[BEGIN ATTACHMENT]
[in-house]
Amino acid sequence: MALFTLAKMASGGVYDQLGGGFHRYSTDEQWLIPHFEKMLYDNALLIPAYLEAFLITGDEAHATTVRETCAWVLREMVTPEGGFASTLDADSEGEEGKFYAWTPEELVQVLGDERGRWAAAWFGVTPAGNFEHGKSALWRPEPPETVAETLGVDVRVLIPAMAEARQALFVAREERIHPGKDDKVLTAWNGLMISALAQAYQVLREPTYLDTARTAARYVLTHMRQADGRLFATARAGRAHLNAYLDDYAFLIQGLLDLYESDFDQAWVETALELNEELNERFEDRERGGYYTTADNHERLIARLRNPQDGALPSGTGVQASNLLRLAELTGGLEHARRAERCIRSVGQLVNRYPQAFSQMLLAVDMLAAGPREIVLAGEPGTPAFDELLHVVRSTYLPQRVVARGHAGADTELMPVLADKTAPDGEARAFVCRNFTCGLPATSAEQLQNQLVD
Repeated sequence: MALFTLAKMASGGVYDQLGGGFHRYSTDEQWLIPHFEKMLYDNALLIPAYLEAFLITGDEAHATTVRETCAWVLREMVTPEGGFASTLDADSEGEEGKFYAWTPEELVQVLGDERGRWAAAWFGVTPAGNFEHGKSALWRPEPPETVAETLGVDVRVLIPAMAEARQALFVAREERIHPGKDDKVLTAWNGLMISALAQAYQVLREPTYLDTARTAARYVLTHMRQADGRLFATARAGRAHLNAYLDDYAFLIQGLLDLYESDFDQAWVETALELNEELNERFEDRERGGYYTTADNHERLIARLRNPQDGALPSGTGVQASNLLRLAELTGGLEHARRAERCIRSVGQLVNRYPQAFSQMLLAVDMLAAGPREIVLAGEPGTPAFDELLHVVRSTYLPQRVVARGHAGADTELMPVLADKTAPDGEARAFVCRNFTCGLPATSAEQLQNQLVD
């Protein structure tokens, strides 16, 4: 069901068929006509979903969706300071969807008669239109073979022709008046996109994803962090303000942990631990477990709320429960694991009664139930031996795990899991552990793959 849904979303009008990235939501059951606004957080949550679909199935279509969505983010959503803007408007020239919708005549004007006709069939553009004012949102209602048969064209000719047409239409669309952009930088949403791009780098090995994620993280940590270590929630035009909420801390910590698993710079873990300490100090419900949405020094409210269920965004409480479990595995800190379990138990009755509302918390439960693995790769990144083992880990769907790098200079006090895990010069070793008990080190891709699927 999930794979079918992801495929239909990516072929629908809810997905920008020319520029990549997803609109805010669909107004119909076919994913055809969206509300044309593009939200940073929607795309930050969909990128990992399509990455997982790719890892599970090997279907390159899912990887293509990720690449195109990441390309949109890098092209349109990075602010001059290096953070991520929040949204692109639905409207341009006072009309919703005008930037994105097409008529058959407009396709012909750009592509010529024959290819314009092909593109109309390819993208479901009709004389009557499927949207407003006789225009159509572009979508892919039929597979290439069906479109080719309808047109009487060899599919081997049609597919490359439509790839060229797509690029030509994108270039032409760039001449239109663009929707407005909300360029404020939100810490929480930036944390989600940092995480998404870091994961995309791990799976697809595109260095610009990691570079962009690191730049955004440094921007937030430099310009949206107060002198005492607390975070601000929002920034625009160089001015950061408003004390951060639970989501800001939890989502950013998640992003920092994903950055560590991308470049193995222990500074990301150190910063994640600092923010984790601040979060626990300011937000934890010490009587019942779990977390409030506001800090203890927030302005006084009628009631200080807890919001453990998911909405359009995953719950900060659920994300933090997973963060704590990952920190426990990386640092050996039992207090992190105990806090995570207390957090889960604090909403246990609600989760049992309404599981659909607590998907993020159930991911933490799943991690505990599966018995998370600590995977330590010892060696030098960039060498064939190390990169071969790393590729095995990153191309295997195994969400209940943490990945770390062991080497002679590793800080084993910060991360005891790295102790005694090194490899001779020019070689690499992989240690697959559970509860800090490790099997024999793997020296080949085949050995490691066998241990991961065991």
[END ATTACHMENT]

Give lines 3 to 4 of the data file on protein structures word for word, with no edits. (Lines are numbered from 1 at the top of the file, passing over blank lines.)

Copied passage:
Repeated sequence: MALFTLAKMASGGVYDQLGGGFHRYSTDEQWLIPHFEKMLYDNALLIPAYLEAFLITGDEAHATTVRETCAWVLREMVTPEGGFASTLDADSEGEEGKFYAWTPEELVQVLGDERGRWAAAWFGVTPAGNFEHGKSALWRPEPPETVAETLGVDVRVLIPAMAEARQALFVAREERIHPGKDDKVLTAWNGLMISALAQAYQVLREPTYLDTARTAARYVLTHMRQADGRLFATARAGRAHLNAYLDDYAFLIQGLLDLYESDFDQAWVETALELNEELNERFEDRERGGYYTTADNHERLIARLRNPQDGALPSGTGVQASNLLRLAELTGGLEHARRAERCIRSVGQLVNRYPQAFSQMLLAVDMLAAGPREIVLAGEPGTPAFDELLHVVRSTYLPQRVVARGHAGADTELMPVLADKTAPDGEARAFVCRNFTCGLPATSAEQLQNQLVD
């Protein structure tokens, strides 16, 4: 069901068929006509979903969706300071969807008669239109073979022709008046996109994803962090303000942990631990477990709320429960694991009664139930031996795990899991552990793959 849904979303009008990235939501059951606004957080949550679909199935279509969505983010959503803007408007020239919708005549004007006709069939553009004012949102209602048969064209000719047409239409669309952009930088949403791009780098090995994620993280940590270590929630035009909420801390910590698993710079873990300490100090419900949405020094409210269920965004409480479990595995800190379990138990009755509302918390439960693995790769990144083992880990769907790098200079006090895990010069070793008990080190891709699927 999930794979079918992801495929239909990516072929629908809810997905920008020319520029990549997803609109805010669909107004119909076919994913055809969206509300044309593009939200940073929607795309930050969909990128990992399509990455997982790719890892599970090997279907390159899912990887293509990720690449195109990441390309949109890098092209349109990075602010001059290096953070991520929040949204692109639905409207341009006072009309919703005008930037994105097409008529058959407009396709012909750009592509010529024959290819314009092909593109109309390819993208479901009709004389009557499927949207407003006789225009159509572009979508892919039929597979290439069906479109080719309808047109009487060899599919081997049609597919490359439509790839060229797509690029030509994108270039032409760039001449239109663009929707407005909300360029404020939100810490929480930036944390989600940092995480998404870091994961995309791990799976697809595109260095610009990691570079962009690191730049955004440094921007937030430099310009949206107060002198005492607390975070601000929002920034625009160089001015950061408003004390951060639970989501800001939890989502950013998640992003920092994903950055560590991308470049193995222990500074990301150190910063994640600092923010984790601040979060626990300011937000934890010490009587019942779990977390409030506001800090203890927030302005006084009628009631200080807890919001453990998911909405359009995953719950900060659920994300933090997973963060704590990952920190426990990386640092050996039992207090992190105990806090995570207390957090889960604090909403246990609600989760049992309404599981659909607590998907993020159930991911933490799943991690505990599966018995998370600590995977330590010892060696030098960039060498064939190390990169071969790393590729095995990153191309295997195994969400209940943490990945770390062991080497002679590793800080084993910060991360005891790295102790005694090194490899001779020019070689690499992989240690697959559970509860800090490790099997024999793997020296080949085949050995490691066998241990991961065991």